The Hidden Battle: Mental Health In Sports

Mental illness is a hidden epidemic - That simple phrase speaks volumes.
Since there may be no tangible proof of setback to accompany a mental illness, it is often overlooked, dismissed, and hidden. This requires a demand for mental health resources for athletes.

"Mental illness is probably one of the greatest silent epidemics in our country. It's a public health issue and now we're seeing it more and more in our student-athletes," said Timothy Neal, assistant athletic director for sports medicine at Syracuse University. "

In sports culture, there can be a tendency to "play through the pain," to refuse to show weakness. Student-athletes know this all too well. But if an athlete suffers from a mental health crisis, the consequences can be tragic. Athletics programs can help prevent these tragedies by offering their athletes access to the mental health practices and services they need to keep their heads in the game.

The NCAA has identified mental health as a top priority for student-athlete health and wellness. At last summer's Big 12 Student-Athlete Advisory Committee (SAAC) meeting, the league's leaders emphasized the importance of member institutions focusing on and supporting the mental health of their student-athletes.

5 Ways to Help Support Athletes Mental Health:

(1) Create the Culture
Just because athletes are generally a healthy population does not mean that they are immune to mental health issues. In fact, because of this perception of health and resilience, athletes who have mental health concerns may be even more reluctant than a non-athlete student to seek help. Encourage athletes, coaches, and faculty athletics representatives to help create a culture that promotes care seeking and mental well-being and resilience.
In fact, Kevin Love of the Cleveland Cavilers published an article describing his battle with mental health. Here's his piece in The Players Tribune,"Everyone Is Going Through Something."

(2) Develop a Plan
Understand the mental health referral protocol within your program and familiarize yourself with experienced local providers. Develop a strategy of how to help athletes seek services. The Center for Mental Health Services, Substance Abuse and Mental Health Services Administration (SAMHSA) has outlined core elements for responding to mental health crises. Here are the top 5:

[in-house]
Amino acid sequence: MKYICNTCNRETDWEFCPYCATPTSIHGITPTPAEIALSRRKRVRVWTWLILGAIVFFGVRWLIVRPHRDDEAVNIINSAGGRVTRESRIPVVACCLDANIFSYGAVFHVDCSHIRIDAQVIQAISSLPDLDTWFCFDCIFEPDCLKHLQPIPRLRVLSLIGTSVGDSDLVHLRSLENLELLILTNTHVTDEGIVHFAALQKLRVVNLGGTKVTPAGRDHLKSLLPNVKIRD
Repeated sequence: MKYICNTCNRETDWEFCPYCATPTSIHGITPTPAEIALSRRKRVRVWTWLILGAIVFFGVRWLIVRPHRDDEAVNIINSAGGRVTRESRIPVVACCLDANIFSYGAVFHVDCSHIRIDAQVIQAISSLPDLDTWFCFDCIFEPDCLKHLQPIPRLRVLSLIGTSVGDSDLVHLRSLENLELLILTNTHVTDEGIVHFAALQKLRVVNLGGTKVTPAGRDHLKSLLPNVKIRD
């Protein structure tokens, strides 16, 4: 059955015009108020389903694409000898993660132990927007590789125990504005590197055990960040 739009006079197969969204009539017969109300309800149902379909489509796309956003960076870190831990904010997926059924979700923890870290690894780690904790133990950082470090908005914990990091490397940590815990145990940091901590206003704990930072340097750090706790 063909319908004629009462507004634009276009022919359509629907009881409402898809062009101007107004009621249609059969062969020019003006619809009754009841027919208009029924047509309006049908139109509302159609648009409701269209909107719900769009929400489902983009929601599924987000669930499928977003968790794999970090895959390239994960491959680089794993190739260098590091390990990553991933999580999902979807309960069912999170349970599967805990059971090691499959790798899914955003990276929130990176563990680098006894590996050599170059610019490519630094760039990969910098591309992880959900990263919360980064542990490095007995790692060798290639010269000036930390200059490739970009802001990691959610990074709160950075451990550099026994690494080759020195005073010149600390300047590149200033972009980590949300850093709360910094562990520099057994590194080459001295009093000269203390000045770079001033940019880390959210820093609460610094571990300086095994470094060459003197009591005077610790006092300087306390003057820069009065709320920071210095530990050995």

1. Provide timely access to supports and services
2. Provide services in the least restrictive manner
3. Ensure peer support is available
4. Spend adequate time with the individual in crisis
5. Consider the context of the individual’s overall plan 

(3) Get Athletes & Coaches Involved
Signs that your teammate may be at risk are changes in sleep patterns, not eating well or at all, mood swings, sleeping more than normal, unexplainable anger, unexplainable under-performance in sport, lack of interest in things once enjoyed, social isolation, rapid weight gain or loss, feelings of apathy or hopelessness, and decline in academic performance. When you or a friend go through this it may feel like there is no hope or no light at the end of the tunnel, but there is.
Coaches are an important part of the student-athlete's community. By staying informed, and knowing the signs of mental illness, coaches can play a supportive role in ensuring their players stay safe and healthy.

(4) Listen, listen, listen...  
Keep an open line of communication. Continue to meet with the athletes, ensure privacy, and listen to their story without judgment. But, understand your limits.
Continue to support them by asking about their progress. This is a meaningful measure to reduce the likelihood of future emergencies.

(5) Play a Role in Creating Awareness
Over the past year there have been a number of efforts brought to light to bring awareness to mental health in athletics. I mentioned Kevin Love's article in the Player's Tribune, but there are a number of programs playing a role.

  • Duke hosted a Mental Health Awareness Game on Jan. 27. Coach Joanne P. McCallie said, “It has been a complete team effort of trying to bring awareness to something that is obviously affected so many lives, families and programs athletically. We want to try to talk about mental wealth as something special to take care of your mind, body and spirit.
  • In spring 2018, the Oklahoma University softball and baseball teams designated some of their contests as Mental Health Games with the student-athletes wearing green and encouraging their fans to do the same. This aspect expanded in the 2018-19 academic year, with both of those teams holding games again this spring and soccer, volleyball and track and field hosting ones as well.

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